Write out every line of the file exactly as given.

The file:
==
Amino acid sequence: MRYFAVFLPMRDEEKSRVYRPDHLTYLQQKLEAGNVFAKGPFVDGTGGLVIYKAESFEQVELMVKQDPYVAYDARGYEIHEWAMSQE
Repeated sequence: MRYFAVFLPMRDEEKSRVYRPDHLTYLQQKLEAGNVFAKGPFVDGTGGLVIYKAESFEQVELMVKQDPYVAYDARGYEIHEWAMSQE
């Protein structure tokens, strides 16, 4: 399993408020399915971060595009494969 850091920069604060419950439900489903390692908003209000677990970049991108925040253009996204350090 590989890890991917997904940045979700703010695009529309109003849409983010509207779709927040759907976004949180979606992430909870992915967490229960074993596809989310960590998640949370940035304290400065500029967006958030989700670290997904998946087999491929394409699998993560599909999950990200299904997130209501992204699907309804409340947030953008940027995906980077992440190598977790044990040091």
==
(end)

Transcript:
Amino acid sequence: MRYFAVFLPMRDEEKSRVYRPDHLTYLQQKLEAGNVFAKGPFVDGTGGLVIYKAESFEQVELMVKQDPYVAYDARGYEIHEWAMSQE
Repeated sequence: MRYFAVFLPMRDEEKSRVYRPDHLTYLQQKLEAGNVFAKGPFVDGTGGLVIYKAESFEQVELMVKQDPYVAYDARGYEIHEWAMSQE
């Protein structure tokens, strides 16, 4: 399993408020399915971060595009494969 850091920069604060419950439900489903390692908003209000677990970049991108925040253009996204350090 590989890890991917997904940045979700703010695009529309109003849409983010509207779709927040759907976004949180979606992430909870992915967490229960074993596809989310960590998640949370940035304290400065500029967006958030989700670290997904998946087999491929394409699998993560599909999950990200299904997130209501992204699907309804409340947030953008940027995906980077992440190598977790044990040091």